The Forbes analysis of the ad library found that 92 of 124 ads from a single (unnamed) state-controlled media group referred to Xinjiang. Strangely, when you search the keyword “Xinjiang” in the library’s search bar, very few ads come up. In fact, there are only 13, and 9 are ads for the same clothing brand. At first, it may seem like TikTok has removed or is hiding many of these ads but this may be due to a poor search algorithm or the posts simply may not be tagged with ‘Xinjiang.’

When you search “People’s Daily Online Co. LTD”, a prominent state-run media organization, these alleged propaganda ads are plentiful. The most successful ad from People’s Daily with a whopping 175k unique viewers in the UK shows an incredibly beautiful snowy landscape in Xinjiang. Out of the total 717 ads from this organization, most seem to be harmless and unmistakably Chinese videos of stunning landscapes, cute animals, or fun crafts.

Even these seemingly harmless videos espousing the beauties of Xinjiang and China, in general, can be considered propaganda. They are likely designed to promote the idea that Xinjiang is a perfect, beautiful place that would be an incredible place to live. Few of these ads come even close to mentioning the West’s allegations of human rights abuses but they still act to fight against that notion.

Are These Ads Even Allowed Under TikTok’s Terms of Service?

It’s likely that most of the tame ads from state-run media outlets are allowed under TikTok’s terms of service, even though it specifically bans political ads, because of their subtlety. However, not all ads from these outlets are subtle at all. Forbes found a few adverts that specifically criticized Western governments and media groups for their objections to various Chinese policies and actions.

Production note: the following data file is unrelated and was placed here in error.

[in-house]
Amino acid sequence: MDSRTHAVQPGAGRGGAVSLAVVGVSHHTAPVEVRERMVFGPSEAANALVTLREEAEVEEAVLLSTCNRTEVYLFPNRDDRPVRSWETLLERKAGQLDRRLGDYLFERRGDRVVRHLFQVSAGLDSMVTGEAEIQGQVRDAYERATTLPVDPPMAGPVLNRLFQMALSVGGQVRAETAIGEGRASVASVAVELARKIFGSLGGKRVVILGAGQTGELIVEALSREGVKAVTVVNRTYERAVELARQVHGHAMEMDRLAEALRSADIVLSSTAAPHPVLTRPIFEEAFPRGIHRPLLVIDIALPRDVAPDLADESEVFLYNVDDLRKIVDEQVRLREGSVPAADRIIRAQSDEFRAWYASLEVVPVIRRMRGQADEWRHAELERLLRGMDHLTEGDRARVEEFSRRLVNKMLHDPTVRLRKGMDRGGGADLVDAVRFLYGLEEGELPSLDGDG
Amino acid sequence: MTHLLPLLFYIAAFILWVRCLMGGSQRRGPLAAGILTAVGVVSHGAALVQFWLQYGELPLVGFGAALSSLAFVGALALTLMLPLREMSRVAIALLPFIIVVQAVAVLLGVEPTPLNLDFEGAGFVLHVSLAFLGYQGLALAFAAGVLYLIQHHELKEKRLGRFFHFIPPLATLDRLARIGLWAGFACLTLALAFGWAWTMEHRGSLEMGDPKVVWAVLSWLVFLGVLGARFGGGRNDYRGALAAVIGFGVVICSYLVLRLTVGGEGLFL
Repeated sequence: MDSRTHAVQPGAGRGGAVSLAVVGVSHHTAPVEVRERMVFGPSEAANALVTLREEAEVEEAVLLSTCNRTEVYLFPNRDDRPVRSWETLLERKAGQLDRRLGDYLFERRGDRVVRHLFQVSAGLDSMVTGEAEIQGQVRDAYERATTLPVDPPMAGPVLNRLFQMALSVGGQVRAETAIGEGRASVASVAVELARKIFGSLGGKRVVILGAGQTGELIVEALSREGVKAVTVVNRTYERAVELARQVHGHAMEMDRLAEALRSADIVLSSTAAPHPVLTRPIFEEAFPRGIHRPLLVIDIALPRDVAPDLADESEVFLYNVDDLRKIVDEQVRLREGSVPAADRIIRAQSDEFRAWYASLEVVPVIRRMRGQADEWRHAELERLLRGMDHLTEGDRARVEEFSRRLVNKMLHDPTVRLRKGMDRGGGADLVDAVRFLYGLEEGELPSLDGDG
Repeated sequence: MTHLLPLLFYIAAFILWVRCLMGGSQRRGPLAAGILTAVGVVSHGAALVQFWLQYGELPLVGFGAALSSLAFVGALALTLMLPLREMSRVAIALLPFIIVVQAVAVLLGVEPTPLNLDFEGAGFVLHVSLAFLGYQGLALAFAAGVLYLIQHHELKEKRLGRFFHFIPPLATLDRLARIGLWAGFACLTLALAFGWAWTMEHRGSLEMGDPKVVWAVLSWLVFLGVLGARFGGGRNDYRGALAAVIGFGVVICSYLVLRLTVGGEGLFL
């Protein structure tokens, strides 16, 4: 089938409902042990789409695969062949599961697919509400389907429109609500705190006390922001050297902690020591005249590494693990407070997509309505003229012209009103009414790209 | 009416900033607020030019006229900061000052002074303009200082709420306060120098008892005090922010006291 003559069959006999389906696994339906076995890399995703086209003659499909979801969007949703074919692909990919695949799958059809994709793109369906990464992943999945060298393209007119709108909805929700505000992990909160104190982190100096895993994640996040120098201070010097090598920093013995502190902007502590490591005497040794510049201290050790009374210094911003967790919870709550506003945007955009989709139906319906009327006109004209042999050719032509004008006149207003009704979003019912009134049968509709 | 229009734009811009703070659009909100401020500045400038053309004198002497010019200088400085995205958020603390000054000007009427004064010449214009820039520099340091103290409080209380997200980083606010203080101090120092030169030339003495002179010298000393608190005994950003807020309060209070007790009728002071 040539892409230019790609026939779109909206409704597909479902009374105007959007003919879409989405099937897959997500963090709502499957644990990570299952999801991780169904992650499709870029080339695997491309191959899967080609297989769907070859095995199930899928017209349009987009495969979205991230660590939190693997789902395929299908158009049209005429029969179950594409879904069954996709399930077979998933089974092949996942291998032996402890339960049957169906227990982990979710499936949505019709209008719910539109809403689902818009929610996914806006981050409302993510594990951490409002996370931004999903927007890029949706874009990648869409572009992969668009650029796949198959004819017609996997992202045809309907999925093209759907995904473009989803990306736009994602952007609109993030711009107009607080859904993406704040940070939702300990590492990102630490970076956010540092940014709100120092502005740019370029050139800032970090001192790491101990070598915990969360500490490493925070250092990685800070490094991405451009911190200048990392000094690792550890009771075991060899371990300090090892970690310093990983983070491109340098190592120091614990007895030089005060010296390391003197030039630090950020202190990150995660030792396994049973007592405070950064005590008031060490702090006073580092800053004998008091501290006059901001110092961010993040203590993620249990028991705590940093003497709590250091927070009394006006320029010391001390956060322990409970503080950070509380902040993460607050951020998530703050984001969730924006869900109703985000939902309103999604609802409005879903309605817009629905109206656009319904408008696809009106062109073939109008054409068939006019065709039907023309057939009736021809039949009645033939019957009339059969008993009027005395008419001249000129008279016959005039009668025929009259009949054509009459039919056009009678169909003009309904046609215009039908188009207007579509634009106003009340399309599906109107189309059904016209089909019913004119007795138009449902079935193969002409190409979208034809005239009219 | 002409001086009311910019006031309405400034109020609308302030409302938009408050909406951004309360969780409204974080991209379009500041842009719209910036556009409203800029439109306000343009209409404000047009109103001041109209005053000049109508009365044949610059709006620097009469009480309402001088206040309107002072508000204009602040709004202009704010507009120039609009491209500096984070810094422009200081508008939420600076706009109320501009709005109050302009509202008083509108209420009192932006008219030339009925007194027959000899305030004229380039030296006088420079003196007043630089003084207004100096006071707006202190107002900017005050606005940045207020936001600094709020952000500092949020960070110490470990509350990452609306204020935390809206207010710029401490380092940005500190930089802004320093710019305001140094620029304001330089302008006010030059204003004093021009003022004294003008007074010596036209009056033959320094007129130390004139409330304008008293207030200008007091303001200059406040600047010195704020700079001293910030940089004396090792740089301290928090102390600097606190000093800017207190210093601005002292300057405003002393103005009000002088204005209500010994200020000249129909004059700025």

This includes a video of an academic lambasting the west’s criticism of China’s expansive Belt and Road Initiative as well as a vlogger accusing the US media of lying about human rights abuses in China. It’s strange that these ads were allowed on the platform as they are hard to classify as anything but political, though they may have slipped through the cracks of TikTok’s moderation team.

TikTok, like rival social media platforms, labels state-run media accounts on their platform. However, it doesn’t yet label ads from these organizations so it might be hard to tell what is propaganda and what isn’t.

What’s the Harm?

It’s easy to see a short video of a beautiful mountain top, assume it’s a harmless ad to attract tourists and discount all ads from state-run media accounts but the consequences, according to Western governments, could be dire. Politicians in the US and Europe are already fretting about the power and influence that TikTok’s popularity confers to the Chinese government and a flood of state-supported ads only supports their arguments.

They point to the fact that CCP is already using TikTok and other social media platforms to influence the minds of Western populations. Ad libraries from Google and Meta show similar advertisements from Chinese state-run media and the worry is that TikTok’s popularity and ties with China might make it an even better propaganda mouthpiece for the CCP.